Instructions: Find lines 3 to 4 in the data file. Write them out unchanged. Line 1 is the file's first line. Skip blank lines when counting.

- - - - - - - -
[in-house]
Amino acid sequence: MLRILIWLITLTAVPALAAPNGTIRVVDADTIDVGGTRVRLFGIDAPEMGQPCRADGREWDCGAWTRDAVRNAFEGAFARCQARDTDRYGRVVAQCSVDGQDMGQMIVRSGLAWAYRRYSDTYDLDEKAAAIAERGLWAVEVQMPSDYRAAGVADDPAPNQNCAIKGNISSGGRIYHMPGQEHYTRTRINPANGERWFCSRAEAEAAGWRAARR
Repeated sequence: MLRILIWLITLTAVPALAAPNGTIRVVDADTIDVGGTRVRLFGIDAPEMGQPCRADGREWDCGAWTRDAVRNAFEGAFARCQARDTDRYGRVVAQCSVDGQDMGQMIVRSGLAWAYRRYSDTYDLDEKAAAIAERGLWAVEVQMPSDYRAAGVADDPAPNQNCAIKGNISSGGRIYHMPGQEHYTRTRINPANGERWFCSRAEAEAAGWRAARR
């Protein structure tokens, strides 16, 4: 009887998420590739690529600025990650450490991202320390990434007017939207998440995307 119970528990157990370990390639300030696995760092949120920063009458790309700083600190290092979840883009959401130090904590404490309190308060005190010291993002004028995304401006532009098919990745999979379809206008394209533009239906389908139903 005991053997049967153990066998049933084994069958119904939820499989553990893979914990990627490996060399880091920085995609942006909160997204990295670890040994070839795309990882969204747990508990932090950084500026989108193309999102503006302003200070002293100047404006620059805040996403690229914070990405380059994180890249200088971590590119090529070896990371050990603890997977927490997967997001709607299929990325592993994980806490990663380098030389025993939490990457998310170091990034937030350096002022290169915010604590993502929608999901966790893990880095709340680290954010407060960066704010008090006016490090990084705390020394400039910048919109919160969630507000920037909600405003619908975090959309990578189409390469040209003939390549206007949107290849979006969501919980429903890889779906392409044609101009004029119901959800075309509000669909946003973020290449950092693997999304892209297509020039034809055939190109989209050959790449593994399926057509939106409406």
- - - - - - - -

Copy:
Repeated sequence: MLRILIWLITLTAVPALAAPNGTIRVVDADTIDVGGTRVRLFGIDAPEMGQPCRADGREWDCGAWTRDAVRNAFEGAFARCQARDTDRYGRVVAQCSVDGQDMGQMIVRSGLAWAYRRYSDTYDLDEKAAAIAERGLWAVEVQMPSDYRAAGVADDPAPNQNCAIKGNISSGGRIYHMPGQEHYTRTRINPANGERWFCSRAEAEAAGWRAARR
């Protein structure tokens, strides 16, 4: 009887998420590739690529600025990650450490991202320390990434007017939207998440995307 119970528990157990370990390639300030696995760092949120920063009458790309700083600190290092979840883009959401130090904590404490309190308060005190010291993002004028995304401006532009098919990745999979379809206008394209533009239906389908139903 005991053997049967153990066998049933084994069958119904939820499989553990893979914990990627490996060399880091920085995609942006909160997204990295670890040994070839795309990882969204747990508990932090950084500026989108193309999102503006302003200070002293100047404006620059805040996403690229914070990405380059994180890249200088971590590119090529070896990371050990603890997977927490997967997001709607299929990325592993994980806490990663380098030389025993939490990457998310170091990034937030350096002022290169915010604590993502929608999901966790893990880095709340680290954010407060960066704010008090006016490090990084705390020394400039910048919109919160969630507000920037909600405003619908975090959309990578189409390469040209003939390549206007949107290849979006969501919980429903890889779906392409044609101009004029119901959800075309509000669909946003973020290449950092693997999304892209297509020039034809055939190109989209050959790449593994399926057509939106409406």